The Golden Monkey is one of the 20 primate species found in the Virungas. Cercopithecus mitis kandti is the scientific name for the golden monkey. They have a stunning appearance when compared to other monkey species. They have brightly colored fur and long golden hair with orange highlights.
The current population estimate is between 2000 and 4000 individuals, and because they are only found in the Virungas, which stretches from Northern Rwanda to Eastern Congo and Southwestern Uganda, they are classified as endangered. They live in groups of about 100 and feed primarily on bamboo shoots, seasonal fruits, bamboo leaves, lichens, sprouts, flowers, leaves, and small invertebrates. Golden monkeys, like mountain gorillas, are only found in Uganda, Rwanda, and the Democratic Republic of the Congo.
Physical: This is most likely where the phrase “what you see is what you get” came from. Or it wasn’t a particularly inventive naming day. Golden monkeys are named after their appearance. Literally. With a golden-orange patch running from their long tail to their back and cheeks and some darker patches on their legs, arms, and face, they stand out from the other primate animals in the wild. Female golden monkeys are much lighter than males; for obvious reasons, but it’s just a fact that applies to most animal species. Male monkeys measure 48 to 67 centimeters and females 46 to 53 centimeters, making them slightly smaller. Males can weigh between 4.5 and 7 kgs, while females can weigh between 3.5 and 4.5 kgs. They are not, as you might expect, large animals.
Family and reproduction: Golden monkeys, like most wild animals, have polygynous relationships. The male monkey in the group is best friends with all of the females. It’s an interesting fact that females initiate this quite progressive mating ritual. The youngling (infant) is born with fur and eyes wide open after a five-month gestation period. Before the baby is given any freedom, the mother takes care of it for about two years. Then after that, it gains the freedom to roam the jungle, join new monkey groups, and form their own packs. However, it remains an endangered species because the only free wild population is confined to the Virungas.
Feeding: Golden monkeys are Herbivores – meaning that they mainly feed on plant species. They are anatomically and physiologically wired to feed on plant materials, and they are known to consume 20 to 30 different plant species as well as the occasional insects that are found on leaves. Who doesn’t enjoy a little snacking? However, they are best known for feeding on bamboo leaves, particularly during the rainy season. When wild fruits are in season, golden monkeys will consume a large number of them before returning to the always-available bamboo.
Environmental Habitat: They are endemic species. They are endemic if they are only found in one location. They live in areas rich in fruit and bamboo, trekking between rainy and sunny seasons. During the rainy season, the bamboo grows, making it ideal for golden monkeys to build homes near a source of plentiful food. During the dry season, when there is less bamboo, some of them migrate to other mountains in search of fruits and other edible plants.
Social Behaviours: Golden monkeys are social creatures that live in groups of 30 to 80 people. The male golden monkey is the group’s leader and has the authority to mate with all of the females. The size of these groups varies according to the altitudes of their habitats. The majority of golden monkeys in higher altitude areas live in smaller groups than their counterparts in lower altitude areas. Female golden monkeys are responsible for the safety of their territories and offspring until they reach the age of.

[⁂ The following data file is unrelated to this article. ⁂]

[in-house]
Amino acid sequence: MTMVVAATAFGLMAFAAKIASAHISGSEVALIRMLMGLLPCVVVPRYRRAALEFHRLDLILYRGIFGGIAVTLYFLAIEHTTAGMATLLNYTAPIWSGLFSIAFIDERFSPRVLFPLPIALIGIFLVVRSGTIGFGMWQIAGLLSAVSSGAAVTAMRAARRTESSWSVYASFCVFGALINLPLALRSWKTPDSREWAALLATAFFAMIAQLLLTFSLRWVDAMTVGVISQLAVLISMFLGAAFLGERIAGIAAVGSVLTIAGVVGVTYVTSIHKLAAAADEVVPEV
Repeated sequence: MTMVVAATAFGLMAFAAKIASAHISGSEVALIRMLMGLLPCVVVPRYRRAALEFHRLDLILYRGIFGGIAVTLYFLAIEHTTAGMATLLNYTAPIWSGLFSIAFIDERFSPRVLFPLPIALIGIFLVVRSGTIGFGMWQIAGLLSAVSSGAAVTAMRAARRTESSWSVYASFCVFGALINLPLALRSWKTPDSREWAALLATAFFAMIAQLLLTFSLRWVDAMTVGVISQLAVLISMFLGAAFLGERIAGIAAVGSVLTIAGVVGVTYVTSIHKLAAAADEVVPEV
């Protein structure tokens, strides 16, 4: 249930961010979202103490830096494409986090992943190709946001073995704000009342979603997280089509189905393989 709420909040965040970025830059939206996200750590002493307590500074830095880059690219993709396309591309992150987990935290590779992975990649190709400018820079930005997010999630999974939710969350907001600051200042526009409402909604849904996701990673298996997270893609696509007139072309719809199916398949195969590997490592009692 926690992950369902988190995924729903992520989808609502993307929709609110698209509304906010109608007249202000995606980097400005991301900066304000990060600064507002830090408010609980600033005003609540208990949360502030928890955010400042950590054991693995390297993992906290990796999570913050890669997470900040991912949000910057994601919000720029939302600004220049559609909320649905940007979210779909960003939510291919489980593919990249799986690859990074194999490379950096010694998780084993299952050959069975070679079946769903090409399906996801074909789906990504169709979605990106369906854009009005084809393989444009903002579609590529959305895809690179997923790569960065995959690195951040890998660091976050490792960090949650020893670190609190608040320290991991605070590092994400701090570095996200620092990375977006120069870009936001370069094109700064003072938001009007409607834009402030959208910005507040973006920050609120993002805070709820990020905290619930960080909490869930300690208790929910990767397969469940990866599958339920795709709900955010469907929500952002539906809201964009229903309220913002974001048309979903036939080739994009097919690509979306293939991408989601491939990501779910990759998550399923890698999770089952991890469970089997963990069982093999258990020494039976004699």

Life expectancy: Golden monkeys have a lifespan of up to 19 years.
Golden monkey trekking in Mgahinga Gorilla National Park is one of the most amazing activities one can do while in the park for a primate safari. Golden monkey trekking in Mgahinga Gorilla National Park entails hikes through the forest in search of golden monkeys in their natural habitat. The activity begins at 8 a.m. with a briefing on what to expect, after which travelers set out on the Gahinga trail in search of the golden monkeys.
The golden monkeys make the forest come alive with their monkey activity, jumping from one bamboo tree to another as they play and eat. Once encountered, travelers are only allowed one hour with the monkeys before returning to the starting point. The activity isn’t difficult, but it can take up to three hours because the monkeys live in lower areas. Children under the age of 12 are not permitted to track golden monkeys in Mgahinga Gorilla National Park.
To track golden monkeys in Mgahinga, visitors must have the proper equipment, such as good hiking shoes, long-sleeved shirts, rain jackets, insect repellents, binoculars for birders, energy-giving snacks, and water for refreshment during the hike. A hiking stick could also be useful. You can also hire a porter at the beginning of the trek to assist you with carrying your backpack or supporting you on slippery paths by pulling or pushing you.
Travelers must first purchase golden monkey tracking permits, which allow only one person to participate in the activity. Foreign non-residents and residents pay $60 for the permit, while East African citizens pay UGX40,000 per person, and can only be used once. Permits can be purchased on-site at Ntebeko’s park headquarters or through a reputable tour company.
Visitors who want to spend more time with the golden monkeys can opt for a golden monkey habituation experience in the park. Travelers learn about the nature and behaviors of golden monkeys in the company of researchers and experts during the habituation experience. A gold monkey habituation experience permit costs $100 for foreign non-residents and residents and UGX100,000 for East African citizens.
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